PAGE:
In 1964, commuters in Montgomery County got a new and luxurious transportation option when Philadelphia Suburban Transit Company introduced two new trains, called Liberty Liners. These trains ran on the Red Arrow Line and promised a refreshment lounge, air conditioning, and soft music piped into the passenger cars. They had been decorated by Philadelphia artist Horace Paul.
The new trains were actually refurbished cars that were built in 1940 by the St. Louis Car Company for the North Shore Line in Illinois. The trains had already covered more than six million miles each when Philadelphia Suburban Transit purchased them after the North Shore Line folded due to competition from new highways.
In fact, Philadelphia Suburban Transit was the rare private commuter transit company that managed to survive the 1950’s and 1960’s. The Red Arrow Line ran busses, trollies, and trains throughout the Philadelphia region, but its leader, Merritt H. Taylor, Jr., resisted the private-public partnerships that developed in the 1960’s, such as the Southeastern Pennsylvania Transportation Compact (SEPACT).1
One of the ways the company attracted riders was through plush, fancy trains like the Liberty Liners.
Our material on the inaugural run of the Liberty Liner on January 26, 1964 was donated by David E. Groshens. They include tickets, photographs, coasters, and a history of the trains and how they were refurbished. There’s even a paper explaining the new music system: “In each train is a tape deck containing magnetic tape cartridges. Each cartridge holds four recorded tracks, with 30 minutes of continuous play per track.”
The trains ran on the Norristown High Speed Line, which had previously been run by the Philadelphia and Western Railway Company. That company fared poorly in the Depression, and Philadelphia Suburban Transit gained a controlling interest in 1946, and finally merged the two companies in 1953.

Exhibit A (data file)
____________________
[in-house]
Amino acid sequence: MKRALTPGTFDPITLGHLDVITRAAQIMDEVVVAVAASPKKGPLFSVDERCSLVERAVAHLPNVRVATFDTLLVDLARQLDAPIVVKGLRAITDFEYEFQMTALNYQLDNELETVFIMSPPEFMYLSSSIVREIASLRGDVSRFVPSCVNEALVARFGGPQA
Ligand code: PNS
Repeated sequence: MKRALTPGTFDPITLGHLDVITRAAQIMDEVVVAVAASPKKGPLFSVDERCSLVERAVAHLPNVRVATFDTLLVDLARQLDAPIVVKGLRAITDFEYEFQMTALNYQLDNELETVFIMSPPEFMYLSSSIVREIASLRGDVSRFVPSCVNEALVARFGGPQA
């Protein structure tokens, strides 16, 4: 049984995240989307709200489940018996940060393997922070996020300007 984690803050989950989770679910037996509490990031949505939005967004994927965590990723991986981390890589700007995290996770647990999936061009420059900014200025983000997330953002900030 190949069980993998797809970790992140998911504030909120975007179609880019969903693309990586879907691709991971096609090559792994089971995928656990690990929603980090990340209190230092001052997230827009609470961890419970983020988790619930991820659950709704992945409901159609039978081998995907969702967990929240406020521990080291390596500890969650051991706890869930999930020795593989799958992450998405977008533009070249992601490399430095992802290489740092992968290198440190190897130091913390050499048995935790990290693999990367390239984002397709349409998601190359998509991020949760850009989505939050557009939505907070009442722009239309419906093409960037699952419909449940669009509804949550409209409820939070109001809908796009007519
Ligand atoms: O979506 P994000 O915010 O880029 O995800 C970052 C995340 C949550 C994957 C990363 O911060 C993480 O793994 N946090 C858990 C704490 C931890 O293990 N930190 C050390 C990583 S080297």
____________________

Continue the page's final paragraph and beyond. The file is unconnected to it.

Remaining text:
The Philadelphia Suburban Transit Company had begun in 1848 as a turnpike and horse carriage company. The company went through many mergers and permutations over the decades. The Red Arrow Line started when the company, then known as the Philadelphia & West Chester Traction Company, began its first bus route in 1923.
The P&W bridge in Norristown
Seeing the time of private mass transit coming to an end, Taylor sold the Red Arrow Line to SEPTA in 1970. SEPTA kept the name and logo for seven years after the acquisition, but eventually, they went out of use.2 The Liberty Liners were sold in 1981. The Rockhill Trolley Museum in Rockhill Furnance, PA, now owns one of them.
1 From https://philadelphiaencyclopedia.org/archive/red-arrow-lines/ accessed Nov. 15, 2018
A view of Ambler from the 1871 atlas by G. M. Hopkins.
The European settlement of what would one day be Ambler began when a Quaker family named Harmer bought the land along the Wissahickon from William Penn. By the middle of the nineteenth century, a mill town, known as Wissahickon had developed. By 1855, the settlement was prominent enough that the North Penn Railroadbuilt a station in the town. The station was also called Wissahickon.
About one year later, on July 17, 1856, the north bound Shackamaxon crashed into the south bound Aramingo between Fort Washington and Camp Hill. Fifty-nine people died in what was then the deadliest train wreck in history and 86 were injured, according to Frank D. Quattrone’s book Ambler. Some bodies were never found and some were unidentified, so the exact number of dead might be higher. It was known as the “Picnic Train Tragedy” because many of the riders on the Shackamaxon were day trippers up from St. Michael’s in Kensington, and the train may have been overloaded.
A newspaper drawing imagining the wreck.
The rail line curved near Camp Hill and neither engineer could see the other. The Shackamaxon may have left Philadelphia early, further confusing things. When the locomotives hit head on, the explosion of the boilers could be heard for miles around and the fire that followed could also be seen for some distance. It was the fire, and not the collision, that seems to have claimed the most victims.
Volunteers from nearby homes and farms arrived as quickly as they could. Most prominent among them was Mary Johnson Ambler, a Quaker widow who lived two miles away in Wissahickon. She gathered medical supplies and walked the two miles to the wreck. Once there, she calmly attended the wounded.
After her death in 1868, North Penn Railroad decided to honor her work at the accident site by renaming the Wissahickon train station in her honor. When the borough incorporated in 1888, it took the name Ambler.
Postcard showing the Ambler train station